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US Senate Approves Airport Tax Extensions

by Mike Godfrey, Tax-News.com, Washington

21 April 2016


On April 19, the US Senate passed a bipartisan bill that, if subsequently approved by the House of Representatives, will extend the key revenue provisions supporting the Airport and Airway Trust Fund (AATF) until end-September 2017.

Current legislation, approved by the US Congress in March this year, extended authorization of Federal Aviation Administration airport programs and the accompanying tax revenue provisions only on a short-term basis until July 15, 2016.

AATF revenue measures include ticket taxes, such as the domestic passenger ticket tax (7.5 percent on the purchase price of passenger tickets), the domestic flight segment tax (USD4 per passenger per domestic flight segment), and the international arrival and departure tax (USD17.80 per international flight, or USD8.90 per flight between the United States and Alaska or Hawaii). The excise tax on commercial aviation jet fuel would also be extended.

The move to extend AATF funding had been delayed in the Senate by moves from some lawmakers to add to the bill various renewable energy tax breaks that had been "forgotten" when the tax extenders legislation was passed in December last year. Those attempts failed.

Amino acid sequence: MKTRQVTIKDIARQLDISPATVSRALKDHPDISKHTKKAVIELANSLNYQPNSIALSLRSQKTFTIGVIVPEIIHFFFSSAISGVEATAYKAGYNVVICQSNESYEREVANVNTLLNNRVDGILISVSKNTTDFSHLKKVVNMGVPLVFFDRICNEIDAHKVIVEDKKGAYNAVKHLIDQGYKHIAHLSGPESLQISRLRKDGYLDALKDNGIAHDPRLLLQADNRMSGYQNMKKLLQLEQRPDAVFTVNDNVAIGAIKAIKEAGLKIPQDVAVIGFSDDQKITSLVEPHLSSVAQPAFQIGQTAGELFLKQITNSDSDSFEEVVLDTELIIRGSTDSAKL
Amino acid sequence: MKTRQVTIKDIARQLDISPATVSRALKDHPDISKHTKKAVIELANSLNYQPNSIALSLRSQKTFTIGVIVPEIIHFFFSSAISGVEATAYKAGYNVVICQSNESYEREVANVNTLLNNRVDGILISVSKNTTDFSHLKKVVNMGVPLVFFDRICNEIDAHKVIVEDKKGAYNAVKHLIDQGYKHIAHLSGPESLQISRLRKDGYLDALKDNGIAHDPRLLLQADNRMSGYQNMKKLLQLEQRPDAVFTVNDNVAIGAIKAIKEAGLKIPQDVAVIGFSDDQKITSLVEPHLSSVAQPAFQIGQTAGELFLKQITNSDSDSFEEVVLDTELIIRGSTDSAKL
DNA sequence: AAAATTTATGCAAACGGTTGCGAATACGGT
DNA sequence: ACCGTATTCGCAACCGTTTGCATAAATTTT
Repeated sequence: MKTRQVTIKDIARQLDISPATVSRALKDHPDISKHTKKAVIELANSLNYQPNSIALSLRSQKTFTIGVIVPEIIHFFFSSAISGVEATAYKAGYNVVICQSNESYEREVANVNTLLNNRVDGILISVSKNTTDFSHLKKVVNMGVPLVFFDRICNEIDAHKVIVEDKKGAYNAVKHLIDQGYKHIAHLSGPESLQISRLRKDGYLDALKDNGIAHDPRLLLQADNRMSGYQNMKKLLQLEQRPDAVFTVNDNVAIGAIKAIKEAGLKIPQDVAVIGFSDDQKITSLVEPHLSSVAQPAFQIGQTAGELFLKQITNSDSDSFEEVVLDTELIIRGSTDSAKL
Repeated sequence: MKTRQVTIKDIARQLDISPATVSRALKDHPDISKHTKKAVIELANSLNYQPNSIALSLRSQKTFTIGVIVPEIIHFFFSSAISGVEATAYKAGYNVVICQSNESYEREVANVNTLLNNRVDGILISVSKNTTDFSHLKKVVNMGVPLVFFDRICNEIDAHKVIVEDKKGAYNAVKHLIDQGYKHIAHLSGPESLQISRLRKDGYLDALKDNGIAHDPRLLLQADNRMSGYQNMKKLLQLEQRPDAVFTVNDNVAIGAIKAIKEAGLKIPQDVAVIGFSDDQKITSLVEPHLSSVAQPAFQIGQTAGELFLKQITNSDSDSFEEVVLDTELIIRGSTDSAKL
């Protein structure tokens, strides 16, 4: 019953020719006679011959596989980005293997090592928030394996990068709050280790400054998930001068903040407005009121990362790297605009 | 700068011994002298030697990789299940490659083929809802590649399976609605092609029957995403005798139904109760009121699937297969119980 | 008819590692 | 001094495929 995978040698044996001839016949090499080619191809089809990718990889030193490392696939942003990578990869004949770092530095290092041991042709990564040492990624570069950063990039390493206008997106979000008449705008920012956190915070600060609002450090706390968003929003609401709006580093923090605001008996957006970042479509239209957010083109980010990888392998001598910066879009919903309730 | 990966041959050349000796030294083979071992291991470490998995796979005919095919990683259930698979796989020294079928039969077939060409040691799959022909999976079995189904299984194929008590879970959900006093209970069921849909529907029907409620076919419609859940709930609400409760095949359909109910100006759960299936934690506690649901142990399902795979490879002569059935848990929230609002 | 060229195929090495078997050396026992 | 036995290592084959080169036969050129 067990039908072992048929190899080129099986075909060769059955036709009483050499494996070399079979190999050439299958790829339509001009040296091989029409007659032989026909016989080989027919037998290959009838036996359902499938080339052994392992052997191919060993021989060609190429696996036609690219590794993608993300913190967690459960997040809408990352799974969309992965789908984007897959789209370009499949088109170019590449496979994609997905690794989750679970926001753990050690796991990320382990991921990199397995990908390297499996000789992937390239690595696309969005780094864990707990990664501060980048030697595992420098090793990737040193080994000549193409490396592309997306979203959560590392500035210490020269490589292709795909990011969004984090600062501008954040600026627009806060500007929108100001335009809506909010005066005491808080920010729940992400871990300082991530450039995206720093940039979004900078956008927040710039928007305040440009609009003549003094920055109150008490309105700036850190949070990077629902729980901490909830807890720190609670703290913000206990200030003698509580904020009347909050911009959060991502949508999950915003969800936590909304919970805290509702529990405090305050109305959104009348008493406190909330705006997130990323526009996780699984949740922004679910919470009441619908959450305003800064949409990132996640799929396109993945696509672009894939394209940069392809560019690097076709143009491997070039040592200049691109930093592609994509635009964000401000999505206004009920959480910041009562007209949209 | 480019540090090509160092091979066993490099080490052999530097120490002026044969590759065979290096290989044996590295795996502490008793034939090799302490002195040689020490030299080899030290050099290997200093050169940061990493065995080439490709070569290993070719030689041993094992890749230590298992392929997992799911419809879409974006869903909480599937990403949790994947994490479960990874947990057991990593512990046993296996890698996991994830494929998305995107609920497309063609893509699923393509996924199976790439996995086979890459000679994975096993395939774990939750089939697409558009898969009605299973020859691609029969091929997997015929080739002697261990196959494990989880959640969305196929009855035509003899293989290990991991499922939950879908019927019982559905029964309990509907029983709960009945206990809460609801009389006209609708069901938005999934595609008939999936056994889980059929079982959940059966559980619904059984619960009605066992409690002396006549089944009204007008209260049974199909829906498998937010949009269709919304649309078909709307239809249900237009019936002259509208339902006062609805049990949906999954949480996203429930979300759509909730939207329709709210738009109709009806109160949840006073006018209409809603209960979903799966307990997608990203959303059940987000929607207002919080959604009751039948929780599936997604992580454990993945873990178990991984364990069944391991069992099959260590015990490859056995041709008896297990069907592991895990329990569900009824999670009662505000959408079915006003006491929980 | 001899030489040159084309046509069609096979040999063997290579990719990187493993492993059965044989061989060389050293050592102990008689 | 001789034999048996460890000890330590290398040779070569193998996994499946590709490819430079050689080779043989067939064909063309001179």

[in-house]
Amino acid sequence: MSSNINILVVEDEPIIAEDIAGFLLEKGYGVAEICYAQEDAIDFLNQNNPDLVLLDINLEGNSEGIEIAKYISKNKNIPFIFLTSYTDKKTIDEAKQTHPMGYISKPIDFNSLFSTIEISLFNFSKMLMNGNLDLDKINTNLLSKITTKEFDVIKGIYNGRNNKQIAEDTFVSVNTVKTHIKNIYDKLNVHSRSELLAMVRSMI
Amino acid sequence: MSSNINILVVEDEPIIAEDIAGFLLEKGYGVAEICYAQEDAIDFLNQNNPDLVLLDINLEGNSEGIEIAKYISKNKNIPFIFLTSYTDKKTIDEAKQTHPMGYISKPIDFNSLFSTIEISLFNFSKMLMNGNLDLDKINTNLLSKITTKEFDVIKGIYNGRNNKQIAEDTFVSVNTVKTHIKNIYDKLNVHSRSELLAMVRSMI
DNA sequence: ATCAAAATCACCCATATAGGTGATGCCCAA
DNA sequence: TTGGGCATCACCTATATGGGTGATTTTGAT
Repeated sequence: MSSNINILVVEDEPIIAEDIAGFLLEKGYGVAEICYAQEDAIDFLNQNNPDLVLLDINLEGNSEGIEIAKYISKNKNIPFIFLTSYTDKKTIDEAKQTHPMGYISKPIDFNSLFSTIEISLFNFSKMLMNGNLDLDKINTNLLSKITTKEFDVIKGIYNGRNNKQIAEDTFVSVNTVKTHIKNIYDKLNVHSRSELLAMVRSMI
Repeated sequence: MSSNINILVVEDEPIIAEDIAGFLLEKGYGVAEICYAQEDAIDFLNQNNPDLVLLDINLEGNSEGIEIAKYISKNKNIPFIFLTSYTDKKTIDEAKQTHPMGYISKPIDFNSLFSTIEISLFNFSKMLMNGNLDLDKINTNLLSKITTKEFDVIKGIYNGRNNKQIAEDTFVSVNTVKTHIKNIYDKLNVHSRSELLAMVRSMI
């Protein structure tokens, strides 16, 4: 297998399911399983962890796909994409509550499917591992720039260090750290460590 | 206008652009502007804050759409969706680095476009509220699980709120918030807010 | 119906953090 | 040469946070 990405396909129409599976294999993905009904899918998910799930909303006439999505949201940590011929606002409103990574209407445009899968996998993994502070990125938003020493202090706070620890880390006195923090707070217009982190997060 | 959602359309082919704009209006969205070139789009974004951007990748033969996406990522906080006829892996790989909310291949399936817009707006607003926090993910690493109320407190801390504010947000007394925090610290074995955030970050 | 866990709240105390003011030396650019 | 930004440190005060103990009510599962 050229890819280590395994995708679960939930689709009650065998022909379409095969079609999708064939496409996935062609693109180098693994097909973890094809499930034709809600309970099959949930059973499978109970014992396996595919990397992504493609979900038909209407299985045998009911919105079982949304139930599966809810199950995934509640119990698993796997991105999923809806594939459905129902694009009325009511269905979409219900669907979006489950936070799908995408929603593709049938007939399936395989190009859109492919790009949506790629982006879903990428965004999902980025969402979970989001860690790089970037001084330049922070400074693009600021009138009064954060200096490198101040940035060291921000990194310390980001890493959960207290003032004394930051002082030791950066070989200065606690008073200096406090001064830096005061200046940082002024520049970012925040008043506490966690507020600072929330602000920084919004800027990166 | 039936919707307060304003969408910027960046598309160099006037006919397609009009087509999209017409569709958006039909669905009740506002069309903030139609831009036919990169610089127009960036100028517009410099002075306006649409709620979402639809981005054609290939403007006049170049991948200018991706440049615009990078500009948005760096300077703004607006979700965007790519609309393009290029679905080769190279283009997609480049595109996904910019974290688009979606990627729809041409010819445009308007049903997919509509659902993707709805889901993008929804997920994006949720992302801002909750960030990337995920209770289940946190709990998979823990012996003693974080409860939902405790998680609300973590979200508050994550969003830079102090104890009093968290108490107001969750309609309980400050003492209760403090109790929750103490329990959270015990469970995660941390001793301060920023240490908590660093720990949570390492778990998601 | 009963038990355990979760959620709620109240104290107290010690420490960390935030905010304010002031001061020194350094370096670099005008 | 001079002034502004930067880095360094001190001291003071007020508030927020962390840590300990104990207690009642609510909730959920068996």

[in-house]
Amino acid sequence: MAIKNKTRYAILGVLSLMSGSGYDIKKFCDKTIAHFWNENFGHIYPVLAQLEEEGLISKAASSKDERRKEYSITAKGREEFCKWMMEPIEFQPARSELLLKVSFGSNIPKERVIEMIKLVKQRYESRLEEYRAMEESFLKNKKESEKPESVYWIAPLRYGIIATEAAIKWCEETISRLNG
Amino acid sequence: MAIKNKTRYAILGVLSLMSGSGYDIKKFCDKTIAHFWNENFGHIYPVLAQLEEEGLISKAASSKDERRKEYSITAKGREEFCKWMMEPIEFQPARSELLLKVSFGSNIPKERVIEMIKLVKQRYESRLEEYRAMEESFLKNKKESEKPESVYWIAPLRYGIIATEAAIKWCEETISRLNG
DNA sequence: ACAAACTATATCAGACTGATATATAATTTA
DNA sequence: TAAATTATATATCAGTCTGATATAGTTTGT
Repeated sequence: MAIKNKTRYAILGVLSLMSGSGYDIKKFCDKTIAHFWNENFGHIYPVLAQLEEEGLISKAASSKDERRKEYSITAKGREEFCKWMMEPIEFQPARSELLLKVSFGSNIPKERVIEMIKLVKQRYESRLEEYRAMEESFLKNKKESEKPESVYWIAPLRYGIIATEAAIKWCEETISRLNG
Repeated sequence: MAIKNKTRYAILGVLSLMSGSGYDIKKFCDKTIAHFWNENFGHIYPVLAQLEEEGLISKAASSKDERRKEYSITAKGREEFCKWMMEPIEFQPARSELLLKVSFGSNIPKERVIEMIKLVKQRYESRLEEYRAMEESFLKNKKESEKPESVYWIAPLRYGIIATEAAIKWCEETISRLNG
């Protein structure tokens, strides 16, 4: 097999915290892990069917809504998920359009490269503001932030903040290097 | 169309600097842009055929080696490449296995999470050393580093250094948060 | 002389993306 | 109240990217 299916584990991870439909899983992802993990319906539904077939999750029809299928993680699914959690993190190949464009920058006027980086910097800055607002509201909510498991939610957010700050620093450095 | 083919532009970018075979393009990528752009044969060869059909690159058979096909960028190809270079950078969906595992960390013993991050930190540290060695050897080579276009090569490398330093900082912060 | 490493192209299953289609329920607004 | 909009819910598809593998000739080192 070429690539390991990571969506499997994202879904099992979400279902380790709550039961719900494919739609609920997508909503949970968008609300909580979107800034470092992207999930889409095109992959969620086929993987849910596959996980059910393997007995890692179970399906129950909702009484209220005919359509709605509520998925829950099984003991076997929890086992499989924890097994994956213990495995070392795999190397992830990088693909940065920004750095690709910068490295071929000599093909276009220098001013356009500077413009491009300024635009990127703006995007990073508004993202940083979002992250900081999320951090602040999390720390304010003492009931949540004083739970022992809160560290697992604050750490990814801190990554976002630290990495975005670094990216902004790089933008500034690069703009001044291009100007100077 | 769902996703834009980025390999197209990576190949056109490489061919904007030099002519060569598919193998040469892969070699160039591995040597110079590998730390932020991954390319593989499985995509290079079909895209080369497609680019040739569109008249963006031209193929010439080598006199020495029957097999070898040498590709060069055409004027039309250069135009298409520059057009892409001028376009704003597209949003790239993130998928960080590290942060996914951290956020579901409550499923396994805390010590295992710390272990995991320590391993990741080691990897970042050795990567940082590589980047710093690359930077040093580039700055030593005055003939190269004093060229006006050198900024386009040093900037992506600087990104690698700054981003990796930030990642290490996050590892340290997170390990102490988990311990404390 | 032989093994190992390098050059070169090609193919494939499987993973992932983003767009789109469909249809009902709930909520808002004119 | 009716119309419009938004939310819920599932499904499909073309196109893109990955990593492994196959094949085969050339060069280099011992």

In a recent speech, Senate Finance Committee Chairman Orrin Hatch (R – Utah) stressed that "a clean extension of the FAA taxes – like the one before us – is probably the best approach. My main priority in developing this legislation was to ensure adequate funding for the FAA and airway projects and programs throughout the country, and to do so in a fiscally responsible manner."

The new bill – the Federal Aviation Administration Reauthorization Act of 2016 – was approved in the Senate by an overwhelming 95-3 vote. However, its passage through the House of Representatives may be more troubled, as Republicans there have been considering a sweeping overhaul of the FAA, including privatization of its air traffic control into a not-for-profit corporation.

TAGS: tax | air passenger duty (APD) | energy | law | aviation | excise duty | legislation | United States | tax breaks

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